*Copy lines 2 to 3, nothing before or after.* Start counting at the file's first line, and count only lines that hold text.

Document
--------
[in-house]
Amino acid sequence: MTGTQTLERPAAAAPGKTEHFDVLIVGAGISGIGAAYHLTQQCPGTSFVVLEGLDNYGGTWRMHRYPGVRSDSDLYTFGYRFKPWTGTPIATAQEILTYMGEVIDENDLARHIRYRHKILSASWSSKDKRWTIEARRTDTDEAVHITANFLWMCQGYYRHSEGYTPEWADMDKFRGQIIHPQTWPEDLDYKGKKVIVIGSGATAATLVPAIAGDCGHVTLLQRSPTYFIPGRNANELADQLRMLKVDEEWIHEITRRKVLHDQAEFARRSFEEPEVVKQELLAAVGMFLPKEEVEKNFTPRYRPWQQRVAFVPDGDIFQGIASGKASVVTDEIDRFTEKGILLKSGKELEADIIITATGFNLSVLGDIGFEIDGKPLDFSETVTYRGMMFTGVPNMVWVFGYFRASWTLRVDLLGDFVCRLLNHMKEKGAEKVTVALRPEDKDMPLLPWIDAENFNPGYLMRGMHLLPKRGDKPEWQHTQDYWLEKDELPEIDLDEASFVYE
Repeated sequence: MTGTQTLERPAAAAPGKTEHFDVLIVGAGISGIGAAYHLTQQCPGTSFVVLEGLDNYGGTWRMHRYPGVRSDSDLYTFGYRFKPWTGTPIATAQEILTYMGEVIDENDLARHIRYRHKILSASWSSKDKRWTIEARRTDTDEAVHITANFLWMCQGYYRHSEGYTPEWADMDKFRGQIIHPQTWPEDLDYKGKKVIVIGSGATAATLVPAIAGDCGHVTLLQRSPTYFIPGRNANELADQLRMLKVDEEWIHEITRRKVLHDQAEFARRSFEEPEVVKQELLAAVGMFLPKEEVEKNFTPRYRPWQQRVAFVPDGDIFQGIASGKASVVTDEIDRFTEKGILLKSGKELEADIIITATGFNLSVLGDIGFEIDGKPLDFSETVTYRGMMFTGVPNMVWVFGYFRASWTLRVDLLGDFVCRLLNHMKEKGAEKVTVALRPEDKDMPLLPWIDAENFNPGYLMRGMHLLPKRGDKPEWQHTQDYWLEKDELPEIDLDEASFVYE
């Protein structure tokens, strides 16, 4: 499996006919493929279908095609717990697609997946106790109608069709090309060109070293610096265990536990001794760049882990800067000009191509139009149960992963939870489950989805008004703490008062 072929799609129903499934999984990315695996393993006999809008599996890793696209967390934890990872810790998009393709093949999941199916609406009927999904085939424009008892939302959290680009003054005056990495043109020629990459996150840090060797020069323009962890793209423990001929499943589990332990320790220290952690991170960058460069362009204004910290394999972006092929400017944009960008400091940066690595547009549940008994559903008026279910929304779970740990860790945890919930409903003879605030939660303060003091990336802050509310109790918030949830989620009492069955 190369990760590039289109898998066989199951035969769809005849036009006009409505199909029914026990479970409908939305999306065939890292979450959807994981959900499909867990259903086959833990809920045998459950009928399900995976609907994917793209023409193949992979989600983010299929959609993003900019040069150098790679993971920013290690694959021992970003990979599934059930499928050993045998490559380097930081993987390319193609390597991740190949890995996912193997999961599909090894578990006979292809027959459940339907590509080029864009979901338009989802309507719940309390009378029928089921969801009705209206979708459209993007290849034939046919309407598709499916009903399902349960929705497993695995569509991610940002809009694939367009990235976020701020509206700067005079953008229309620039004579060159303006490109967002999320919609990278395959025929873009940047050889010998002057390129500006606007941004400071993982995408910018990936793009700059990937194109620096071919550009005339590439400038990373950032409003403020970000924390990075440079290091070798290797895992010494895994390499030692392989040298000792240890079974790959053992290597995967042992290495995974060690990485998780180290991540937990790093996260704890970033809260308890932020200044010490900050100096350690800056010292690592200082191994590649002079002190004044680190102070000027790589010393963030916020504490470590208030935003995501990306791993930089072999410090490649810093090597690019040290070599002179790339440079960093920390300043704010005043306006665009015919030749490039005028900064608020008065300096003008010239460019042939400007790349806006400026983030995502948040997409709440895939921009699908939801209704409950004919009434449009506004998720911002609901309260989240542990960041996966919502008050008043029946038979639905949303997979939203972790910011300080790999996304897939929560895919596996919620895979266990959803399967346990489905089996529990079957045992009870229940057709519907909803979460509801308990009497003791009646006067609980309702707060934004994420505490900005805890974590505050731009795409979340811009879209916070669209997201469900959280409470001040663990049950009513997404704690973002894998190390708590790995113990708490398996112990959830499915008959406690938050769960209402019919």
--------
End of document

Amino acid sequence: MTGTQTLERPAAAAPGKTEHFDVLIVGAGISGIGAAYHLTQQCPGTSFVVLEGLDNYGGTWRMHRYPGVRSDSDLYTFGYRFKPWTGTPIATAQEILTYMGEVIDENDLARHIRYRHKILSASWSSKDKRWTIEARRTDTDEAVHITANFLWMCQGYYRHSEGYTPEWADMDKFRGQIIHPQTWPEDLDYKGKKVIVIGSGATAATLVPAIAGDCGHVTLLQRSPTYFIPGRNANELADQLRMLKVDEEWIHEITRRKVLHDQAEFARRSFEEPEVVKQELLAAVGMFLPKEEVEKNFTPRYRPWQQRVAFVPDGDIFQGIASGKASVVTDEIDRFTEKGILLKSGKELEADIIITATGFNLSVLGDIGFEIDGKPLDFSETVTYRGMMFTGVPNMVWVFGYFRASWTLRVDLLGDFVCRLLNHMKEKGAEKVTVALRPEDKDMPLLPWIDAENFNPGYLMRGMHLLPKRGDKPEWQHTQDYWLEKDELPEIDLDEASFVYE
Repeated sequence: MTGTQTLERPAAAAPGKTEHFDVLIVGAGISGIGAAYHLTQQCPGTSFVVLEGLDNYGGTWRMHRYPGVRSDSDLYTFGYRFKPWTGTPIATAQEILTYMGEVIDENDLARHIRYRHKILSASWSSKDKRWTIEARRTDTDEAVHITANFLWMCQGYYRHSEGYTPEWADMDKFRGQIIHPQTWPEDLDYKGKKVIVIGSGATAATLVPAIAGDCGHVTLLQRSPTYFIPGRNANELADQLRMLKVDEEWIHEITRRKVLHDQAEFARRSFEEPEVVKQELLAAVGMFLPKEEVEKNFTPRYRPWQQRVAFVPDGDIFQGIASGKASVVTDEIDRFTEKGILLKSGKELEADIIITATGFNLSVLGDIGFEIDGKPLDFSETVTYRGMMFTGVPNMVWVFGYFRASWTLRVDLLGDFVCRLLNHMKEKGAEKVTVALRPEDKDMPLLPWIDAENFNPGYLMRGMHLLPKRGDKPEWQHTQDYWLEKDELPEIDLDEASFVYE